I was really excited to see everyone wearing their T shirts because I loved how they looked on my washing line but I was a little anxious about 19 people being available on the same day, at the same time. I needn't have worried because these incredible friends and family all gave up half their Sunday, arrived on time, modelled beautifully and enjoyed finding out about everyone else's colours.
Some of these people hadn't known there was an orchard at Brimstage Hall, so the lovely orchard has gained some new fans.
Unbeknownst to the 're-wilders', Dave the Tree Warden from the orchard (who was modelling his own apple bark T shirt and shirt) had maypole dancing plans for us too! Our attempt to perform this Beltane ritual was accompanied by some accordion and flute playing. The things that happen when you re-wild your wardrobe!
bring + dye
After Earth Day, I taught a workshop at Make Liverpool so people could try natural fabric dyeing for themselves. Everyone brought an old T shirt, learnt some simple patterning techniques, then re-wilded their tops with the same donated plant dyes.
I am encouraging people to up-cycle their old clothes with locally foraged plant dyes because I know from talking to my students, that so many of us feel passionate about restoring our planet. We don't want our clothing to finance the suffering of people or the environment. This is why I teach natural fabric dyeing and why I donate a percentage of proceeds from my workshops to TreeSisters: Women Seeding Change. We don't need to solve these huge issues on our own, but collectively, by taking these small steps with good intentions, we can make a big difference while enjoying the process! We can be creative activists.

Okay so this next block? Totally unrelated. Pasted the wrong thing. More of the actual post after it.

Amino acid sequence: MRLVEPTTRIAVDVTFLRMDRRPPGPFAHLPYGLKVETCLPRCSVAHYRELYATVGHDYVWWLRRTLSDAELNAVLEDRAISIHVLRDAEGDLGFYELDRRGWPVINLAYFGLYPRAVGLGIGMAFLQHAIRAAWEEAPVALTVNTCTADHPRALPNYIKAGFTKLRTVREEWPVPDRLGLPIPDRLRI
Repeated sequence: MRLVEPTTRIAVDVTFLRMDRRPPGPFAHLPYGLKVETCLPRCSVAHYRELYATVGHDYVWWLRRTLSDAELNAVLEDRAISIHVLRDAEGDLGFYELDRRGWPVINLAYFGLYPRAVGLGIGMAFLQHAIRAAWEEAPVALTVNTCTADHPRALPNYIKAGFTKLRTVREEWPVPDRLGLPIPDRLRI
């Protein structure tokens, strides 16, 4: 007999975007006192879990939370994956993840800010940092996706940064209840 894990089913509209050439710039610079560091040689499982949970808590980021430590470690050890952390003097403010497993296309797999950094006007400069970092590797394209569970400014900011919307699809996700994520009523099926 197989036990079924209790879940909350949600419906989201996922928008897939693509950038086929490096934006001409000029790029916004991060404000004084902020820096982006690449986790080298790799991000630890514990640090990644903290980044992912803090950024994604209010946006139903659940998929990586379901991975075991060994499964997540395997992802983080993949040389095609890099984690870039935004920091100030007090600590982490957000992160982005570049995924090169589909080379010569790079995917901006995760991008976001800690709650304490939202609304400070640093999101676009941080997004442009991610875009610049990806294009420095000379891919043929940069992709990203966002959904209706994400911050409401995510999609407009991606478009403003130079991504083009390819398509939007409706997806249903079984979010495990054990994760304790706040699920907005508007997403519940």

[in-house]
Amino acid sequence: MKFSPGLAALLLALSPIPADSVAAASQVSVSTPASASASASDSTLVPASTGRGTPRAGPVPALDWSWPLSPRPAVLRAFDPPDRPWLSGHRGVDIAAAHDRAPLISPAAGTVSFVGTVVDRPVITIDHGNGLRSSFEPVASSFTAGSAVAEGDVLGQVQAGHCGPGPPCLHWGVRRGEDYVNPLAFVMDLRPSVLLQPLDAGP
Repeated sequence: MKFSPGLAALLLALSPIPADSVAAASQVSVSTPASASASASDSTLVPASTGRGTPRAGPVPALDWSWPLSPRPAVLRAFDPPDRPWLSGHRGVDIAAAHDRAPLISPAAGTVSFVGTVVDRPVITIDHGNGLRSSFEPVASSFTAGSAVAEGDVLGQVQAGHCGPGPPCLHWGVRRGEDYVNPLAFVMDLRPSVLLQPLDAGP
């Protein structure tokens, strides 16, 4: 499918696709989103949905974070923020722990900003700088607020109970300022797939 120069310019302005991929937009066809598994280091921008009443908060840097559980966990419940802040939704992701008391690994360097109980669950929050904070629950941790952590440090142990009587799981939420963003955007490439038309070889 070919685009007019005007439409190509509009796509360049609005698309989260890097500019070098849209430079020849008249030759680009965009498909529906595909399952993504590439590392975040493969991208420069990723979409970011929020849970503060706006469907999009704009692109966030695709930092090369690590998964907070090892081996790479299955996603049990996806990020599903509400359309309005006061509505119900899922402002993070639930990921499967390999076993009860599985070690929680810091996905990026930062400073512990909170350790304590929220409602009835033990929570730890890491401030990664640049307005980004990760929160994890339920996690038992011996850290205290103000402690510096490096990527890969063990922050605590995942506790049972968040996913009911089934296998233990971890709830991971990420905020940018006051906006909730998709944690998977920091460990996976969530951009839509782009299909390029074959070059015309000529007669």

Here's a video summary of my contribution to Fashion Revolution Week.
Disclaimer: Natural does not mean safe and just as you wouldn't forage and eat a plant you hadn't thoroughly researched and identified, it's not advisable to pick or dye with any plant without proper training. In addition to this, some of the dyes and techniques I've used in this project were specifically chosen for their ease of use for hobby dyers when beginning, this does not mean they are appropriate for those wishing to sell their work. There is a big difference between what you do in your own home to lengthen the life of your textiles and the standards you should uphold when selling naturally dyed products. If you love what you've seen here and want to become a professional dyer, please ensure you study a certified training course with a qualified teacher.